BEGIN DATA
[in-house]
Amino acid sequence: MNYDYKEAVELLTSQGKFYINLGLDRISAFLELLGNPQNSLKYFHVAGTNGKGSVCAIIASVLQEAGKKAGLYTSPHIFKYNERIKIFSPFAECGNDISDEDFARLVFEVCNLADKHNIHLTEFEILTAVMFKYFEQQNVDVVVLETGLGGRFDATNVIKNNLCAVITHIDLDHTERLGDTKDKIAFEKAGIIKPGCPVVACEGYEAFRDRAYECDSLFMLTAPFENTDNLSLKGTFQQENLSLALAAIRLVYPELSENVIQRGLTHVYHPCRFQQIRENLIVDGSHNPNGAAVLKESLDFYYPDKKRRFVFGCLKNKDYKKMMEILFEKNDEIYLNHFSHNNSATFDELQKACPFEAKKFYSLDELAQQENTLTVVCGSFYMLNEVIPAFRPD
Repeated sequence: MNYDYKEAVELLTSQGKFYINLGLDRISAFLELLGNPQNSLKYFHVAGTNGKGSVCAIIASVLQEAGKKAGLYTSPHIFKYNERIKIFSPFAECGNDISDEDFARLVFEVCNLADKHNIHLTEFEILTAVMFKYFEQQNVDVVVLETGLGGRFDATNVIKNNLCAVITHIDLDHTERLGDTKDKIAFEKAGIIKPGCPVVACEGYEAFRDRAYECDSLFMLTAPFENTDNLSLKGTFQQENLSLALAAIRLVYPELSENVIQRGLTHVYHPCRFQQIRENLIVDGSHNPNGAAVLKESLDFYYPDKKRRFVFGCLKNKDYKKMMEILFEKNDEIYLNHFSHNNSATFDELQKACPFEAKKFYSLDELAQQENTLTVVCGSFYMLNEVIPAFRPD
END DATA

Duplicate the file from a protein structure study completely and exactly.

[in-house]
Amino acid sequence: MNYDYKEAVELLTSQGKFYINLGLDRISAFLELLGNPQNSLKYFHVAGTNGKGSVCAIIASVLQEAGKKAGLYTSPHIFKYNERIKIFSPFAECGNDISDEDFARLVFEVCNLADKHNIHLTEFEILTAVMFKYFEQQNVDVVVLETGLGGRFDATNVIKNNLCAVITHIDLDHTERLGDTKDKIAFEKAGIIKPGCPVVACEGYEAFRDRAYECDSLFMLTAPFENTDNLSLKGTFQQENLSLALAAIRLVYPELSENVIQRGLTHVYHPCRFQQIRENLIVDGSHNPNGAAVLKESLDFYYPDKKRRFVFGCLKNKDYKKMMEILFEKNDEIYLNHFSHNNSATFDELQKACPFEAKKFYSLDELAQQENTLTVVCGSFYMLNEVIPAFRPD
Repeated sequence: MNYDYKEAVELLTSQGKFYINLGLDRISAFLELLGNPQNSLKYFHVAGTNGKGSVCAIIASVLQEAGKKAGLYTSPHIFKYNERIKIFSPFAECGNDISDEDFARLVFEVCNLADKHNIHLTEFEILTAVMFKYFEQQNVDVVVLETGLGGRFDATNVIKNNLCAVITHIDLDHTERLGDTKDKIAFEKAGIIKPGCPVVACEGYEAFRDRAYECDSLFMLTAPFENTDNLSLKGTFQQENLSLALAAIRLVYPELSENVIQRGLTHVYHPCRFQQIRENLIVDGSHNPNGAAVLKESLDFYYPDKKRRFVFGCLKNKDYKKMMEILFEKNDEIYLNHFSHNNSATFDELQKACPFEAKKFYSLDELAQQENTLTVVCGSFYMLNEVIPAFRPD